Particulate matter sensor working principle

The particle sensor is an advanced device widely used in the field of environmental monitoring. It can detect and measure tiny particles in the air, providing us with important air quality information. This article will delve into the Particulate matter sensor working principle to help readers better understand the basic principles of this technology.

Particulate matter sensor working principle

Particulate matter sensor working principle is based on the interaction of optics and electricity. The sensor captures tiny particles in the air through a sophisticated optical system and then conducts precise measurements electrically. The following are the main working principles of particulate matter sensors:

Laser Dust Sensor FS00201

Particulate matter sensor working principle

Optical Scattering Principle: Particle sensors use the optical scattering principle to detect particles in the air. The sensor contains a light source that emits a beam of light and a receiver that measures the intensity of the beam after it is scattered by particles. The size and concentration of particles affect the scattering of light, so the intensity of scattered light can be measured to infer the concentration and size of particles.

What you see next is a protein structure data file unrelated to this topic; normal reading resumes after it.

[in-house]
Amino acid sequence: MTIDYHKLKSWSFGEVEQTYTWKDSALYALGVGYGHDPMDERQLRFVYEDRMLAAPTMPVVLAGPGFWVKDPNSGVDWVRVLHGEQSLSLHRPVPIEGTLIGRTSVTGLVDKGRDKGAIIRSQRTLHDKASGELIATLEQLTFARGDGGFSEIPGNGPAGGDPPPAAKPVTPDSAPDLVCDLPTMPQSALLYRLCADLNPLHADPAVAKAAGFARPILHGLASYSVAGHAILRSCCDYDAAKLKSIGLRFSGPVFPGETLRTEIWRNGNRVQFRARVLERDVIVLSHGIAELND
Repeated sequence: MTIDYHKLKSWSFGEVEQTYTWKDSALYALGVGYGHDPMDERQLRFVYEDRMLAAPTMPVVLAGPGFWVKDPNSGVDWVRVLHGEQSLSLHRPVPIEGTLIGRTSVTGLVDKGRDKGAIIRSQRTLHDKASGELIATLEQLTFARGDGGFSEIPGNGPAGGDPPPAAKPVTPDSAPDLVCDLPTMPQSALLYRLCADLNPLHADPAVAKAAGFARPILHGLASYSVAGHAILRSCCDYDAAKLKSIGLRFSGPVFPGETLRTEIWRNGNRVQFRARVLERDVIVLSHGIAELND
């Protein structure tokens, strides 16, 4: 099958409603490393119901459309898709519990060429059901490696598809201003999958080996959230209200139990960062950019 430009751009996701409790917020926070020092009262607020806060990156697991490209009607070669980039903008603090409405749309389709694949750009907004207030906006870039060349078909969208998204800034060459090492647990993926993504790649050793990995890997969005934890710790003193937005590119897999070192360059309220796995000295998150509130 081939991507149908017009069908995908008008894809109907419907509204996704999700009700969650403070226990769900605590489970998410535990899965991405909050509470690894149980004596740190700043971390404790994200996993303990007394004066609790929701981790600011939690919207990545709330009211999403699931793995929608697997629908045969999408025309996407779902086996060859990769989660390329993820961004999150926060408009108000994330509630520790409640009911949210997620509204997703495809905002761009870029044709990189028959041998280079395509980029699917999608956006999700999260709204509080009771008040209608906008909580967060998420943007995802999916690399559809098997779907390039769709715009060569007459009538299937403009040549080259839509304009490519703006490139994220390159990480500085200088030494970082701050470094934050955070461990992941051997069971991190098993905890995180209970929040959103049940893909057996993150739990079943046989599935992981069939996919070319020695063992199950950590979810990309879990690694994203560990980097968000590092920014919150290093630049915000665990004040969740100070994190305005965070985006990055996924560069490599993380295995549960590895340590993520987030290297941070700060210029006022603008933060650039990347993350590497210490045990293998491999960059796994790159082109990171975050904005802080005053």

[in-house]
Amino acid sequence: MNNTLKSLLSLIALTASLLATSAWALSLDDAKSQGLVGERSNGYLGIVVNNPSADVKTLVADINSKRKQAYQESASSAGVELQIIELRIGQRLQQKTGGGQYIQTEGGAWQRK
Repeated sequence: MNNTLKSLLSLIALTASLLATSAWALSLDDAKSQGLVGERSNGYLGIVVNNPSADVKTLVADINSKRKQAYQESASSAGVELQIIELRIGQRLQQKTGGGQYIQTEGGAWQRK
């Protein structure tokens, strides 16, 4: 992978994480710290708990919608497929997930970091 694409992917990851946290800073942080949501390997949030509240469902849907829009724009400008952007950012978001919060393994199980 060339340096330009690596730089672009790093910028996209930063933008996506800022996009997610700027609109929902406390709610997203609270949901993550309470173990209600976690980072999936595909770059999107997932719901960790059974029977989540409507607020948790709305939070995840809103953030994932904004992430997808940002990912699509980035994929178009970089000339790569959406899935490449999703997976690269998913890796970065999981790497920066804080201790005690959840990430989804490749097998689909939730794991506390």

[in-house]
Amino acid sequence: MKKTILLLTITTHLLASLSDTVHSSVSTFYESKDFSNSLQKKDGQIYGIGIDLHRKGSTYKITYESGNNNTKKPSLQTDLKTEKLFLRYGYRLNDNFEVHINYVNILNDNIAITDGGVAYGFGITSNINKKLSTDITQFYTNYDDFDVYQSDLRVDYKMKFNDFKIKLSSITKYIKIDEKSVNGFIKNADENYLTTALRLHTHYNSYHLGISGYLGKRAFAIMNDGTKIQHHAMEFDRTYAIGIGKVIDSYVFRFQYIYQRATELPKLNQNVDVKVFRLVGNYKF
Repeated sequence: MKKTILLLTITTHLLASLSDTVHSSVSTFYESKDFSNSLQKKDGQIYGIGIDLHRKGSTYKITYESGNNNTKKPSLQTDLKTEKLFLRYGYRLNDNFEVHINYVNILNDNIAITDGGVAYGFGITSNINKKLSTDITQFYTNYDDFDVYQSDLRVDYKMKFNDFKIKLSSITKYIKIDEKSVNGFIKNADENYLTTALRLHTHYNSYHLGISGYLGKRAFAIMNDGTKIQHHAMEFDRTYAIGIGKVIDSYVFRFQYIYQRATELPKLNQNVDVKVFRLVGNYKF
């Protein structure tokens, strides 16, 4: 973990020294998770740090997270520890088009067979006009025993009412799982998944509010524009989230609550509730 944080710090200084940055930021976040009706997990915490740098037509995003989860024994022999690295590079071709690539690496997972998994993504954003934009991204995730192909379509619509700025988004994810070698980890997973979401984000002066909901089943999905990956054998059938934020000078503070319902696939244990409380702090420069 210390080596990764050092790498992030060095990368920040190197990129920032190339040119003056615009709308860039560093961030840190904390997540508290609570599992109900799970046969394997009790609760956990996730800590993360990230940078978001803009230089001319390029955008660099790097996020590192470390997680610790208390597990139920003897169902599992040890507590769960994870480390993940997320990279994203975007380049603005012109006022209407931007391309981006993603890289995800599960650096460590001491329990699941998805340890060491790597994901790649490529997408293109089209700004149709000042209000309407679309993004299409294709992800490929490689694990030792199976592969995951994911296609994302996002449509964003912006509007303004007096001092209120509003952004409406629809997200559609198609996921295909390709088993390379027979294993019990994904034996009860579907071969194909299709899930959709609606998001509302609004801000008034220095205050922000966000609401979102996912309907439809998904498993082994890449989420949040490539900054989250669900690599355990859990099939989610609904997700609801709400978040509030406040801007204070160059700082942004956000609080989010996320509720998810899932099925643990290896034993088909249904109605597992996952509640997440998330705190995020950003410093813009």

Electrical measurement principle: On the basis of optical measurement, electrical measurement is used to further improve the accuracy of the sensor. By directing the scattered light beam into electronic components, the sensor converts the optical signal into an electrical signal. These electrical signals change as the concentration of particulate matter changes, and the sensor quantitatively assesses the concentration of particulate matter in the air by measuring changes in the electrical signal.


Data processing and output: The electrical signals collected by the sensor are processed by the built-in microprocessor. The microprocessor uses a preset algorithm to convert the measured data into actual particle concentration values. These data are finally presented to the user through the sensor’s output interface, such as a digital display or wireless communication module.


Calibration and Compensation: To ensure sensor accuracy, calibration and compensation are often required. The calibration process ensures the accuracy of the measurement results by calibrating the sensor at zero point and full scale. Compensation is used to eliminate the effects of external factors on sensor performance, such as humidity and temperature changes.

FS00203 (3)
Laser Dust Sensor FS00203

In general, particle sensors achieve efficient detection of tiny particles in the air through the synergy of optics and electricity. This technology can not only be widely used in indoor and outdoor air quality monitoring, but also provides important data support for environmental pollution control and public health management. By in-depth understanding of the working principle of particulate matter sensors, we can better grasp the key technologies of air quality monitoring and provide strong support for creating a cleaner and healthier environment.